This is the time to wear whatever is most comfortable for you — even if it means that cute maternity maxi dress you so painstakingly picked out a few months ago never gets worn because it has too much darn fabric.

And don’t be afraid to wear less. I know, I know…pregnancy is probably the last time in life you want to show some skin. But if anything more than an airy spaghetti-strapped camisole makes you sweat buckets, wear that camisole with pride. You’re pregnant, after all.

(On a related note, embrace the mom bun and consider getting a trim. Why carry around a heavy curtain of heat-trapping hair? Come June, my flat iron takes a four-month sabbatical, and extra hair ties take up permanent residence on my wrist.)

Eat lightly

If you’re still in the grips of morning sickness, eating lightly might not be a problem for you; eating at all is probably a struggle. But if you’re further along, your appetite may be exploding while your available stomach space cruelly shrinks.

Of course, there’s the usual advice to eat small, frequent meals throughout the day. But also try to steer clear of heavier foods that sit in your gut and are difficult to digest. You know, like that chocolate raised donut or bacon-wrapped steak. They may taste wonderful in the moment, but you’ll regret it later, when bloating and heartburn keep you tossing and turning all night.

Opt for healthier choices whenever possible. Instead of soda, sip on sparkling water or iced tea. Snack on raw fruits and veggies instead of processed junk. And, while I’m certainly in no position to deny anyone their ice cream fix (my insatiable sweet tooth means we’re regulars at the Cup and Cone down the road), smoothies can be a satisfying alternative.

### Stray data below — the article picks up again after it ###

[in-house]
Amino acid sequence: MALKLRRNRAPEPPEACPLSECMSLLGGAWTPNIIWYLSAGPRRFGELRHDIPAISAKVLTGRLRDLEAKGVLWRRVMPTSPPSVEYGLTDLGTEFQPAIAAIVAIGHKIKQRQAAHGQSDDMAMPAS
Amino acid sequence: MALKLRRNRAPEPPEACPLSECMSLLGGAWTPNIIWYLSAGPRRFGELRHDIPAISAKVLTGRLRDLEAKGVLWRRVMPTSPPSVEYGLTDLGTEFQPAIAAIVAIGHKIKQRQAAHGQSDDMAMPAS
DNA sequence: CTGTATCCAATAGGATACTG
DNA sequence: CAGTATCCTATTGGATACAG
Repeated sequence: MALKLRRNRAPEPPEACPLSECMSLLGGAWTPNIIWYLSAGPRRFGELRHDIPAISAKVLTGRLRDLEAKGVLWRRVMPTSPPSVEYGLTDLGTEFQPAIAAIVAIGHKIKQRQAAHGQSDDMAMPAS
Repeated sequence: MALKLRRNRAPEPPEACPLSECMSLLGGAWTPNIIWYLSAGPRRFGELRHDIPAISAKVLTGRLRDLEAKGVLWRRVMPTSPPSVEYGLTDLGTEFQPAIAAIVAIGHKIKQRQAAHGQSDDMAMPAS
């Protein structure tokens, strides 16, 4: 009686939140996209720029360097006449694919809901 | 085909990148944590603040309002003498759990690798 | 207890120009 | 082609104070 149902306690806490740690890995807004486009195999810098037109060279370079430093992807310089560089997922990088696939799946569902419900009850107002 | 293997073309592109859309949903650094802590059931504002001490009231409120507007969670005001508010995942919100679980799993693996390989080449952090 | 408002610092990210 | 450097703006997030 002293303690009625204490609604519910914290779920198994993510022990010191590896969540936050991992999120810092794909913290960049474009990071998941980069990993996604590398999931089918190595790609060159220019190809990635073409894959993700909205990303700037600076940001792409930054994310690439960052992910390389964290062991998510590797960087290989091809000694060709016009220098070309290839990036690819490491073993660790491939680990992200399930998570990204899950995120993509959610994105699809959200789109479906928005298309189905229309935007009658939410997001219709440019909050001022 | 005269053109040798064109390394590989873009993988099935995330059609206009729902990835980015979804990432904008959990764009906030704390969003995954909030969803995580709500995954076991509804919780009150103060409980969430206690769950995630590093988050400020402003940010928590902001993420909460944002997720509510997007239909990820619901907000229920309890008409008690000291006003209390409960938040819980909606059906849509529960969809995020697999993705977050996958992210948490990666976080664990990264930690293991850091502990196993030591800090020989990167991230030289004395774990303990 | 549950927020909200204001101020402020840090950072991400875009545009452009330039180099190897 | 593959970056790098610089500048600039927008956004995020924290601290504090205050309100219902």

The healthier you eat, the better you’ll feel — which means more energy and stamina during this intensely draining time.

Hit the pool (or lake)

Take a break from the heat and from the burdensome pull of gravity, by taking a dip. Few things are more heavenly than floating in the cool, refreshing water of a pool or lake when you’re pregnant — especially during your third trimester. Water has a soothing effect on both body and mind. You’ll likely find near-instant relief from the aches and pains that have been plaguing you for months.

Remember, it won’t last forever

Like the final weeks of pregnancy, these hot summer days might seem endless when you’re in the midst of them, but they’ll be over before you know it. Soon enough, the leaves will be turning and you’ll wake up to the crisp bite of autumn in the morning air. Soon, too, you’ll be holding a precious newborn in your arms — and it will all have been worth it.

Liz is passionate about fostering honest, heartfelt connections with other moms through the written word. A lifelong writer and mom of two toddlers, she works full time as a content strategist crafting legal websites, blogs and social media ads. Liz enjoys spending time outdoors with her family. She’s also an avid book-lover, coffee addict (aren’t all writers?), local music fan and seasonal crocheter. Originally from Duluth, Liz lives in Stillwater with her husband Jonathan, 3-year-old Elliott, 2-year-old Ophelia and cat Daphne.